News and Views

DR Congo rape doctor in new campaign against violence

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A gynaecologist renowned for his work in treating thousands of rape victims, Denis Mukwege has begun a new crusade against widespread sexual violence in the east of the Democratic Republic of Congo.

“Why were these crimes settled within six months in Bosnia and yet persist for 15 years in the DR Congo?” Mukwege asked this week in Kinshasa when he launched his awareness campaign.

“The solution will come from taking charge of the causes of this violence.”

Mukwege, who recently returned from exile in Europe, where he fled after an assassination attempt, runs the Panzi hospital in Bukavu, the capital of strife-torn South Kivu province.

According to the surgeon, while the year 2011 saw a gradual decrease in violence against women, in 2012 and the first months of 2013, an average of 300 women a month arrived at his specialised unit.

Mukwege describes rape as “a weapon of war” in the hands of the Congolese armed forces, rebels and the numerous militias fighting over local control and the rich natural resources in the east.

Sexual violence is of “high concern” in a country that has been ravaged by conflict, UN Secretary General Ban Ki-moon wrote last month in his annual report on the DR Congo, where the United Nations maintains a mission of more than 19,000 military, police and civilian personnel (MONUSCO).

In the last two months of 2012, “MONUSCO recorded cases of sexual violence involving at least 333 women, including 70 girls, that were allegedly committed by armed groups and national security forces,” Ban said. Last November, the UN Children’s Fund (UNICEF) said that “medical and psychosocial assistance had been provided to 2,193 victims, including 770 children,” according to the report.

Mukwege resumed his work at the Panzi hospital in January after an assassination bid in October last year, which led him to take refuge in Europe. Deeply moved, he said his patients had begun trying to raise money by selling vegetables at the market to pay for his return ticket.

They then endeavoured to provide security measures because — contrary to announcements made in the West and by local authorities and the UN — no special steps were taken. Mukwege now lives in the hospital with his family.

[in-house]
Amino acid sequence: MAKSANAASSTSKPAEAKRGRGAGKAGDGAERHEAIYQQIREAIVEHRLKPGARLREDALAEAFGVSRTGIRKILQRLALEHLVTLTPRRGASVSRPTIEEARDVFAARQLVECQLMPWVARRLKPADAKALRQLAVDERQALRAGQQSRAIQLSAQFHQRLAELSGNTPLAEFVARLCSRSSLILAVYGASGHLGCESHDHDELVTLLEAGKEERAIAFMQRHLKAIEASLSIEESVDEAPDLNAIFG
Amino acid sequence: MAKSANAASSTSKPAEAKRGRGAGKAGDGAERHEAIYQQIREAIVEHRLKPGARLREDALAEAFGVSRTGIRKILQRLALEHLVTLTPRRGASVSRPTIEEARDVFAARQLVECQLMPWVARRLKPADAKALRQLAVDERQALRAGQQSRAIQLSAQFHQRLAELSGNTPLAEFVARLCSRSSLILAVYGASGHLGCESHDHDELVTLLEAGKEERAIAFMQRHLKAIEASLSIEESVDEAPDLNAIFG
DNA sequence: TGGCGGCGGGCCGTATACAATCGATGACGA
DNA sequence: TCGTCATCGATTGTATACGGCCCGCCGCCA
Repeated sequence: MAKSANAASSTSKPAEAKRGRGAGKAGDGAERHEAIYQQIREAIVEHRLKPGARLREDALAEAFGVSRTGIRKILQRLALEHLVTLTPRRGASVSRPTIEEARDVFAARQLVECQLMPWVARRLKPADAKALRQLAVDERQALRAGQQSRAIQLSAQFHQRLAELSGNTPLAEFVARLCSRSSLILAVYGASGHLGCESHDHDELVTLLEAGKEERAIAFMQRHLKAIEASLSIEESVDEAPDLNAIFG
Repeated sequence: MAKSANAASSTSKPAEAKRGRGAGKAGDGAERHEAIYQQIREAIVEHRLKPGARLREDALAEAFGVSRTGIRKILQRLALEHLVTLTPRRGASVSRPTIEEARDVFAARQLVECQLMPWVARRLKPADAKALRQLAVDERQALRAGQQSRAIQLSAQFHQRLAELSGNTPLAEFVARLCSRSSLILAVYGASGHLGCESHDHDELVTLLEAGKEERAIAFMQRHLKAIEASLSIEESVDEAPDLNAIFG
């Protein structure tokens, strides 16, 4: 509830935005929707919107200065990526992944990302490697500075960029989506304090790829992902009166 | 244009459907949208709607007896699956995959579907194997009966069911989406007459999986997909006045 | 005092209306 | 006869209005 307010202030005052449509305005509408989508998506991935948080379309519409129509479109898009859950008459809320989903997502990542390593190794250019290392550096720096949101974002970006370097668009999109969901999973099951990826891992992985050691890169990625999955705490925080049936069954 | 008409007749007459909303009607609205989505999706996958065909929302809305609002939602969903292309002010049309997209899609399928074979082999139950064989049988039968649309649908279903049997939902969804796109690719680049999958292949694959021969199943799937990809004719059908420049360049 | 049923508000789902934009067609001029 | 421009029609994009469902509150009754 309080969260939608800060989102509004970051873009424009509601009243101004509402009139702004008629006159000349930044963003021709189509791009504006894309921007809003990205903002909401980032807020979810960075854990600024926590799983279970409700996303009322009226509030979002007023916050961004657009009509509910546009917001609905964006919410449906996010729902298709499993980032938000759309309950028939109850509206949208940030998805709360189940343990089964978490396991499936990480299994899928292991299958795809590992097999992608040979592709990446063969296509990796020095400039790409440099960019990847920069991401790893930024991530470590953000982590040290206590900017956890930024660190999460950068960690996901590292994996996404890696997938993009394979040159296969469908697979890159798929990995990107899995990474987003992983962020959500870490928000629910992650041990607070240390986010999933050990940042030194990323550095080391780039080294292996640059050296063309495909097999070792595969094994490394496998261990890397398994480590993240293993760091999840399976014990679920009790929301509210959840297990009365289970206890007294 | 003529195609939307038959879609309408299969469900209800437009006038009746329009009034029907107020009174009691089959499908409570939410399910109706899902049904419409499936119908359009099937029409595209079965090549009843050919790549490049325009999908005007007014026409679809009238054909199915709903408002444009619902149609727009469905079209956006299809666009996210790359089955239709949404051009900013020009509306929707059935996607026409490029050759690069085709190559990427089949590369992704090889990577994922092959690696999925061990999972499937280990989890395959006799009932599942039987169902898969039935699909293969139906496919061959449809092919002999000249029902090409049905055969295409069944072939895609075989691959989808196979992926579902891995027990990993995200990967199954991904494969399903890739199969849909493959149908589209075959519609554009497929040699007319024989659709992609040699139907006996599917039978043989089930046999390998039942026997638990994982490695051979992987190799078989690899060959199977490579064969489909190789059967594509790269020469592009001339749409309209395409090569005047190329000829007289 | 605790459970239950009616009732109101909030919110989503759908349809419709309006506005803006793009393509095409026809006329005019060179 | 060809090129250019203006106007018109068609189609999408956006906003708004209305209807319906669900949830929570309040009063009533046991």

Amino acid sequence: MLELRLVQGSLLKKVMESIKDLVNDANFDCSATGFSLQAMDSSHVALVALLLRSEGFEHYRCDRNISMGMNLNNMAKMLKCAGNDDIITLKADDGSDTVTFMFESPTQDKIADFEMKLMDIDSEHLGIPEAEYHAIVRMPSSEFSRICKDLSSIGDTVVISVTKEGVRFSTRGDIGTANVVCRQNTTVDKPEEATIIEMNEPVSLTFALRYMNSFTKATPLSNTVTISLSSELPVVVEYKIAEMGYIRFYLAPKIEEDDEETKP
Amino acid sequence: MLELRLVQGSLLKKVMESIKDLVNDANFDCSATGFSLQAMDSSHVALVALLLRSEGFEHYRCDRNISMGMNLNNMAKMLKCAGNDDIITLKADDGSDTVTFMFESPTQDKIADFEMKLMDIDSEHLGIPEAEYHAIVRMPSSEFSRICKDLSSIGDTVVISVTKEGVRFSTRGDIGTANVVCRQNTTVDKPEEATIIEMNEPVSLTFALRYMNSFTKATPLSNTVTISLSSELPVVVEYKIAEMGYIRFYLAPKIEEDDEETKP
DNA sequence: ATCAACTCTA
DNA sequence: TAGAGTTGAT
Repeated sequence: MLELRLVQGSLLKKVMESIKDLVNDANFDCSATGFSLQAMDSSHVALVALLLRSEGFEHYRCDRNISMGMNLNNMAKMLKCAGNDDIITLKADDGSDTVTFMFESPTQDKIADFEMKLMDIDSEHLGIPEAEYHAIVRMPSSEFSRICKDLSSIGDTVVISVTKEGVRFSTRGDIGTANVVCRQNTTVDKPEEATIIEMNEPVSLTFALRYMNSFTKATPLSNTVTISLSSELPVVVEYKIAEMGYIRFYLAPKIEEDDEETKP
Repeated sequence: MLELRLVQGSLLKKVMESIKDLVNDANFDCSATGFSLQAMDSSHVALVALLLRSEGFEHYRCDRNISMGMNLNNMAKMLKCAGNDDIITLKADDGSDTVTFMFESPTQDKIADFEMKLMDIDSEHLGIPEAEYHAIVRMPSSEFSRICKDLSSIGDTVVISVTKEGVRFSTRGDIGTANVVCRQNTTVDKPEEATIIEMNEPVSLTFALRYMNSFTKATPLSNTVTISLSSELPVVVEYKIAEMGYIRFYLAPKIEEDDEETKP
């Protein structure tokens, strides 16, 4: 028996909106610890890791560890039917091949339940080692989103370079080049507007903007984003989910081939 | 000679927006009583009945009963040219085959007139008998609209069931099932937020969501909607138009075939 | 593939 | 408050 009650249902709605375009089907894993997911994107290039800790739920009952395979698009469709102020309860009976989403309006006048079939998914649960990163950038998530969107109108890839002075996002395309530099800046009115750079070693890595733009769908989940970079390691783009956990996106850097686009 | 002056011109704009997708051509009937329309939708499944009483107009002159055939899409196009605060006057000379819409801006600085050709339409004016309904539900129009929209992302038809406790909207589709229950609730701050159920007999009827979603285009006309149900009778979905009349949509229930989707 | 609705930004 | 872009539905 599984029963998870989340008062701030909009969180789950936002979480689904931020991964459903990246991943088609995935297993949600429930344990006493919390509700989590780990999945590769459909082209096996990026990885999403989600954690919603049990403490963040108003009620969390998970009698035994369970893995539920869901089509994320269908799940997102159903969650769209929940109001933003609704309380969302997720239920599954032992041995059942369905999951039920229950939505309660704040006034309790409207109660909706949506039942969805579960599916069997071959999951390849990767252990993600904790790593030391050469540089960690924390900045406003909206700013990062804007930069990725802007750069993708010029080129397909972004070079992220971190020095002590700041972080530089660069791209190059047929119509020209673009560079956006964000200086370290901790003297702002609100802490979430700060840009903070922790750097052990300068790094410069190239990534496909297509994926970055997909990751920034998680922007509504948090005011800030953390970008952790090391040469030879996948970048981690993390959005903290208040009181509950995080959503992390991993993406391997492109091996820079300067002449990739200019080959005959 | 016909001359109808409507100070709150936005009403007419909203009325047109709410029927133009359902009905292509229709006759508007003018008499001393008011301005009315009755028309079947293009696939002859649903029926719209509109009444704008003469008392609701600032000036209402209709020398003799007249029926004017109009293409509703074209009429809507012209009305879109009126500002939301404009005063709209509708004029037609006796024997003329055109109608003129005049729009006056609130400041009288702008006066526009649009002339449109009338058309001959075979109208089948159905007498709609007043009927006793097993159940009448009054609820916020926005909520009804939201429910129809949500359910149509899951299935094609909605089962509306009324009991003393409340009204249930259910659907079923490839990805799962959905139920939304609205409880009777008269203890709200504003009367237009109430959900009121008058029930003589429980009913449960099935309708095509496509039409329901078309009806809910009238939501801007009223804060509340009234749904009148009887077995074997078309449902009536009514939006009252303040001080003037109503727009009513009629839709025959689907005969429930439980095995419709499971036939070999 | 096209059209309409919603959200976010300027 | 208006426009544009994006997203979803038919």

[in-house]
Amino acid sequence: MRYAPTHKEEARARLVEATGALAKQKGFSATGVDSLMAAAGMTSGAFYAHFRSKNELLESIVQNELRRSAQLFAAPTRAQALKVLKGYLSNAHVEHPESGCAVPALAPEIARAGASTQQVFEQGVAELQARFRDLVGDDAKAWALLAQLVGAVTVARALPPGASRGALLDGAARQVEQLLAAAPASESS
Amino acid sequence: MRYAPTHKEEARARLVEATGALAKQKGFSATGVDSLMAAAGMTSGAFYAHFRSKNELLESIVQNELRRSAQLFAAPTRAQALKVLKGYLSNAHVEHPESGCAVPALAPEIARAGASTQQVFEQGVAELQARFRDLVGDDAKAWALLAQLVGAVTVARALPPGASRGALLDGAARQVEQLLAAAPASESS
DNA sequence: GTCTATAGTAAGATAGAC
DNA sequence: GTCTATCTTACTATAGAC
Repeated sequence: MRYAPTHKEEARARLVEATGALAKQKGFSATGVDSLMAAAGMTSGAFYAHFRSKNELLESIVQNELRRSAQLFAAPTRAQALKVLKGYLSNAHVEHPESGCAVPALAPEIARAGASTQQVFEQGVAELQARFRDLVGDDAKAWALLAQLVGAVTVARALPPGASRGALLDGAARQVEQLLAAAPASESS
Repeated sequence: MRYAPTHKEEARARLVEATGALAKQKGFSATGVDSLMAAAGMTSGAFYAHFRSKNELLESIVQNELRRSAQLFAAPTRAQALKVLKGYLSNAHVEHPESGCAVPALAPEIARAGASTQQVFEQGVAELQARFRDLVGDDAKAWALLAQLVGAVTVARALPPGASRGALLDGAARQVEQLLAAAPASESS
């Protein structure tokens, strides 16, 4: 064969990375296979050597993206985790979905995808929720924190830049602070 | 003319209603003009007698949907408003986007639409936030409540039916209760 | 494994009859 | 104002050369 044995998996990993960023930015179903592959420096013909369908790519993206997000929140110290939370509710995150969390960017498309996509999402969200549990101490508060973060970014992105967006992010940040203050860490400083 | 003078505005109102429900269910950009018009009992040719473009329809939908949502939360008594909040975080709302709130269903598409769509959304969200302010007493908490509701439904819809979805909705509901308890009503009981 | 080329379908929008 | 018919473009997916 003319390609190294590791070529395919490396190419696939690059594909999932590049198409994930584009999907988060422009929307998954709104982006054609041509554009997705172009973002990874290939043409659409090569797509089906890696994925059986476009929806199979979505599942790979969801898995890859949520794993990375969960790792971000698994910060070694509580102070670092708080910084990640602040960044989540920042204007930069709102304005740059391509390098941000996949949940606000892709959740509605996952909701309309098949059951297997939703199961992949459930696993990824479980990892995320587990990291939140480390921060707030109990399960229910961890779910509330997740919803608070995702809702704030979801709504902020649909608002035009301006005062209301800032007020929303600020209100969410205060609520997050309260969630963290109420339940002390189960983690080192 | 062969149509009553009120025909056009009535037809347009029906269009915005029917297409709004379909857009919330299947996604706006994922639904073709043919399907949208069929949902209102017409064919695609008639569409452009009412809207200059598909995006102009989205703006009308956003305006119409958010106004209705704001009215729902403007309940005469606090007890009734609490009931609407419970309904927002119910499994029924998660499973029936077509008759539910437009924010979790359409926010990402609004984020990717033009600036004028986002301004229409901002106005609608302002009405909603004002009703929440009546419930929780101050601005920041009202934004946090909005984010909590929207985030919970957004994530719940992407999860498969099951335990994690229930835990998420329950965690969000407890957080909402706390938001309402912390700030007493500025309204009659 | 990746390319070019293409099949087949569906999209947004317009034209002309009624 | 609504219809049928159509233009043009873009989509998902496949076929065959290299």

“My patients took charge of me,” he said, shorn of any illusions that special security would be provided in a region wracked by violence for 20 years.

Dressed in a sober dark suit and tie, the 58-year-old doctor, who was trained at Angers in France, could pass for a local worthy or a politician, but he simply stated that “if every Congolese could understand that he is at the service of the nation, things would be better.”

‘What kind of words can we use?’

He was responding to a local journalist who called him “a national hero”. Indeed, Mukwege has won several international awards, including the UN Human Rights Prize, and has been nominated for the Nobel Peace Prize.

But he considers that all credit should go to the women on whom he has operated, or “repaired”, in the words of a book about him by Belgian journalist Colette Braeckman called “L’homme qui repare les femmes” (“The man who repairs women”).

“They leave the hospital with $20 (15 euros) and we find them a few months later with a home and children in school,” Mukwege told journalists. “Without their courage, our team would sink into despondency.

“Their capacity to adapt, to fight for their rights and those of their children has no equal.”

“At the hospital we encourage them, but what kind of words can we use when we see them coming for the second or third time?” he asked, his eyes shining with tears.

“My first patient in 1999 had been raped by several people and they had shoved a weapon into her genitals and pulled the trigger. Her whole pelvis was destroyed. I thought this was the work of a madman, but by the end of the year, I had treated 45 similar cases. Today, we have 40,000 women in this kind of situation,” he said.

“Rape is used as a weapon of war…. It destroys the social fabric, brings about a loss of collective identity, destroys all beliefs. It is wanton destruction,” he added.

“How can we look them in the eyes?” he was asked by a husband and father who witnessed the rape of his wife and daughters.

Sometimes, in one percent of cases, men are raped.

“Generally, that finishes badly” — with suicide, Mukwege said.

Faced with the serious condition of women who come for treatment at Bukavu often after a long and painful walk, the hospital is currently setting up a “one-stop centre” system that brings it closer to the villages, shortens the wait for treatment, and aims to welcome patients swiftly, so that they do not have to tell their story several times.


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